It’s a harsh truth that the fact your small trade business exists is no guarantee of its success. You can be the most skilled tradesman in the world, but if nobody knows about you, if you’re not actively going out to win contracts, all the talent in the world isn’t going to get you very far.
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But let’s face it – as a small business, winning contracts can sometimes seem like an impossible challenge. Without the budget, resources, and reputation of large-scale companies, how on earth are you even meant to compete for those big contracts?
Easy. You follow our simple guide to winning more work and put our top tips to work in securing those game-changing contracts, no matter what the size of your business.
Set up for success: creating the right impression
It’s no secret that first impressions matter. So, when you’re presenting yourself to potential customers, it goes without saying that you’ll want to create an impression that speaks volumes about your level of professionalism.
After all, if you’re professional at this stage of the game, there’s every chance the work you eventually do is going to be to the same standard.
The best part? It’s both easy and affordable to ensure your trade business stands out from the crowd and creates a strong first impression.
Show you can meet industry standards
Start with ensuring your business has all the relevant trustmarks associated with your industry. Being an accredited member of a trade association or governing body can’t hurt, either. By proving that you’re capable of meeting strict high standards set down by the government and trade associations, you’re proving to clients right from the start that you can be trusted to be reliable, professional, and to deliver a high quality of work.
Invest in marketing
With trustmarks in place, be sure to include them in your marketing materials and website. It’s tempting to think of these things purely as advertisements, but they’re actually more.
Anyone can tell you they’re a tradesman and that you should hire them. These days, it’s even possible for anyone to set up a free Facebook page and call themselves a business. Yet, it takes someone serious about their business to invest time and money (though not as much as you might think!) in creating marketing materials.
Yes, these can be great for making the general public aware of your services, but they can also prove to be invaluable in creating a good first impression when you go out to try and win tenders.
Speaking of which…
Top tips for tendering
Put out by large companies and public sector bodies alike, tenders are often the holy grail for tradesmen. These are the contracts that can really put your business on the map, but knowing where to find them – and compete for them – isn’t exactly easy.
Use the web to find opportunities
For public sector contracts over £10,000, the government has its own Contract Finder tool. This allows anyone to search for contract opportunities in any industry and any area of the UK. You’ll also find a host of regularly-updated tender directories online for private sector contracts, though be mindful that some of these do charge a fee.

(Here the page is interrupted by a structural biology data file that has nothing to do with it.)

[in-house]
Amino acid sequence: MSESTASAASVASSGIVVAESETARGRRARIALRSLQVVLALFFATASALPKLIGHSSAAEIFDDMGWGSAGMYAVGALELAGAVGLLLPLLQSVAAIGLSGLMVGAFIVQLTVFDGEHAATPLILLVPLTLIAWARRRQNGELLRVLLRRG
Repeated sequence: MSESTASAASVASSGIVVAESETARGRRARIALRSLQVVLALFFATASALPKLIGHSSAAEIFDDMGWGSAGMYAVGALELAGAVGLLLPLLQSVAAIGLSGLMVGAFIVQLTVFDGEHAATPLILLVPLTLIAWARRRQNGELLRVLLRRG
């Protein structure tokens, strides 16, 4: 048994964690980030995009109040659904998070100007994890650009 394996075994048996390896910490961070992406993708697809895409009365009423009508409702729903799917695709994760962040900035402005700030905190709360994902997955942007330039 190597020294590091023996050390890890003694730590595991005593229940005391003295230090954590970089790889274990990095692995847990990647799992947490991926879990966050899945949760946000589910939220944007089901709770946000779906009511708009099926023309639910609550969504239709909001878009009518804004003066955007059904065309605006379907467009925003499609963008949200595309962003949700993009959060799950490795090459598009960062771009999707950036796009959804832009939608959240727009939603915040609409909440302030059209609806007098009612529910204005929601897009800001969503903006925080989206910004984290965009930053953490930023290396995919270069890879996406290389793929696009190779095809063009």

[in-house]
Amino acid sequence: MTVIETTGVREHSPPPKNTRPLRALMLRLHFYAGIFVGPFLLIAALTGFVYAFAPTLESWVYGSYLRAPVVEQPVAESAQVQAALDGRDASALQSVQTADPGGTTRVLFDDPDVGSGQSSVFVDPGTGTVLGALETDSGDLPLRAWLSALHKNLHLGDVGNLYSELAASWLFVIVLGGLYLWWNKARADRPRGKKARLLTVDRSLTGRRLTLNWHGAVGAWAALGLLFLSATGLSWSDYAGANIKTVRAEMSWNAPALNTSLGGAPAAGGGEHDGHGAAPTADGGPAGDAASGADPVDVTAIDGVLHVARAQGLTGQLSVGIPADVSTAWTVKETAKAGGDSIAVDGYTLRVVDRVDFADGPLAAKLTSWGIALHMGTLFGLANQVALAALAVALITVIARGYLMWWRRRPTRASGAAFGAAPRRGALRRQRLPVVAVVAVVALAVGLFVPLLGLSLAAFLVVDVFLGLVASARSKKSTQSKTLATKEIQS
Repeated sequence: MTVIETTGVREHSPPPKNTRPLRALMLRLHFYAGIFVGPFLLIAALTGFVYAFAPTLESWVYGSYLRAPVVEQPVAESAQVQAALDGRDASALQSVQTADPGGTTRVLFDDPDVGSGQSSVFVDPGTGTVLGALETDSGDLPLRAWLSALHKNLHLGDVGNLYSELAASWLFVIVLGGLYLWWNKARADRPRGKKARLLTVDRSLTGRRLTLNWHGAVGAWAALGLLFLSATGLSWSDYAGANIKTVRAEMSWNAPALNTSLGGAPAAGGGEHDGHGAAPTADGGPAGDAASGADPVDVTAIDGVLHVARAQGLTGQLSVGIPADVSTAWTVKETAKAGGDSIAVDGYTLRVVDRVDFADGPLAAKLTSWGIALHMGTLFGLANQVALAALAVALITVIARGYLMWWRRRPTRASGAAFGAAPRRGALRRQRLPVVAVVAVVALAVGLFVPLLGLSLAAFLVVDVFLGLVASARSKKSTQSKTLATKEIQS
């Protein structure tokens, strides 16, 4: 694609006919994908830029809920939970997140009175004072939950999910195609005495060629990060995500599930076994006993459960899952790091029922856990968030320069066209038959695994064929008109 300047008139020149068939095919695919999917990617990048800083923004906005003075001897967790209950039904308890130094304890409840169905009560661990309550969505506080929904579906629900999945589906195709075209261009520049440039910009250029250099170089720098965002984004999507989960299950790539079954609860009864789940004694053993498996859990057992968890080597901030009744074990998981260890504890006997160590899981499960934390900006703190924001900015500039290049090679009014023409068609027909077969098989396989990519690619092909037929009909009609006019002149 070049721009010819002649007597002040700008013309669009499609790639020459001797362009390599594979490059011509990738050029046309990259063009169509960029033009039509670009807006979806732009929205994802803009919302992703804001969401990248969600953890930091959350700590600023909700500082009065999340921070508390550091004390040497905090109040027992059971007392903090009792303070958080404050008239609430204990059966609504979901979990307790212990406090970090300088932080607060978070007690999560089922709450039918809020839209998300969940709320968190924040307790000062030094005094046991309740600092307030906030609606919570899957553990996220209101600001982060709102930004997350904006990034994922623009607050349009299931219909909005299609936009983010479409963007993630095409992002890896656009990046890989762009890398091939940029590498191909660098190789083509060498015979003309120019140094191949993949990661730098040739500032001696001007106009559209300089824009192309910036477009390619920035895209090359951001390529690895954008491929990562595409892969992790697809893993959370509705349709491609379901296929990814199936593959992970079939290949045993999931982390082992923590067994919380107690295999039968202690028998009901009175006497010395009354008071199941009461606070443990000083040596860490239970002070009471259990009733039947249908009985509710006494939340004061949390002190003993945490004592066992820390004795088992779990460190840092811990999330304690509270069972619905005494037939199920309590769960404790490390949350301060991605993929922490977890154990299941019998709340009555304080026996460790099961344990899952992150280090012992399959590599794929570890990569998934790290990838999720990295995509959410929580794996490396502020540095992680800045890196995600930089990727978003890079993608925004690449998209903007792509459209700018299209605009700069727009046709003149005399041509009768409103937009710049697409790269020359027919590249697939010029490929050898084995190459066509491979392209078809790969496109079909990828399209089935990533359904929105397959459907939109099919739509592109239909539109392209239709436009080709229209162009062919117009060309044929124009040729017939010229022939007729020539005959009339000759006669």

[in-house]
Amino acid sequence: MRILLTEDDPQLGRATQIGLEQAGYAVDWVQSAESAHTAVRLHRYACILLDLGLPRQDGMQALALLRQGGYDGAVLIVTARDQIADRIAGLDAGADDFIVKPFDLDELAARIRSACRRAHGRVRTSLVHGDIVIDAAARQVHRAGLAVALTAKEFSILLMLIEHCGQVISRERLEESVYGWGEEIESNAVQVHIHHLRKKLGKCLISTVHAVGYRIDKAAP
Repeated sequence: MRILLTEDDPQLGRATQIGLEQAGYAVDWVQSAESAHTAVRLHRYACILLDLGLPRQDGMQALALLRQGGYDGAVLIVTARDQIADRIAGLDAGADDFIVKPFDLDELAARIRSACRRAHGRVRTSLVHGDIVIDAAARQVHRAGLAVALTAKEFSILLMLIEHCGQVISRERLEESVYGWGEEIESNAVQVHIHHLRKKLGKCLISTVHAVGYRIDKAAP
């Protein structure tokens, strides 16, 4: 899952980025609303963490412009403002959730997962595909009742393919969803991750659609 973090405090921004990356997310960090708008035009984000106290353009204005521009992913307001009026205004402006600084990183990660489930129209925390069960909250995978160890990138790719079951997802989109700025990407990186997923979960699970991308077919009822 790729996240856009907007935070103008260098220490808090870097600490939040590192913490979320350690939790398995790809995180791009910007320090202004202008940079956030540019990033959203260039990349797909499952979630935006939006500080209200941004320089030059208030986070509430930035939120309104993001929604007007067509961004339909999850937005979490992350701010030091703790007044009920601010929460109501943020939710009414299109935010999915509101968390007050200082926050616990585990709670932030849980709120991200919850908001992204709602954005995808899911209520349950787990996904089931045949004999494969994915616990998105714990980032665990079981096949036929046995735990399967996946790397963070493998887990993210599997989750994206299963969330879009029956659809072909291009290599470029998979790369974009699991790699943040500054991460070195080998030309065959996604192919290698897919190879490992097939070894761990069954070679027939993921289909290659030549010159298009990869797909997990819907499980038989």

Don’t underestimate the power of networking
There’s a reason why business networking events are still so popular – they work.
Getting to know fellow business owners -and letting them get to know you- can be a great way of ensuring that you’re the first to hear about any potential new contracts they might be putting out to tender,
Consider expert help with your estimate and statement of works
Once you’ve found a tender opportunity you want to go for, the next stage is to submit a proposal, starting with a cost estimate and statement of works.
It is, of course, entirely possible to create this yourself based on quotes you get from your regular suppliers and sub-contractor. That said, you may want to consider working with a professional cost estimator to help ensure that your proposal is as competitive as possible, and that you’ve got everything in place to ensure your success.
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Be ambitious but realistic
Last but by no means least, whilst going out for those big-money contracts can certainly be a game-changer for your business, that only works if you’ve got the capacity to deliver.
In other words – don’t bite off more than you can chew.
Go for the big contracts, punch above your weight, but before you do, ensure that you’ll have the resources to carry out the work when you win the contract. After all, there’s nothing more guaranteed to ensure you don’t win another one than failing to deliver on the first one.
Are you a small trade business owner? What challenges have you found in winning contracts? What tips and advice would you share with your fellow tradesmen? Let us know in the comments below or join in the discussion on via Facebook and Twitter.
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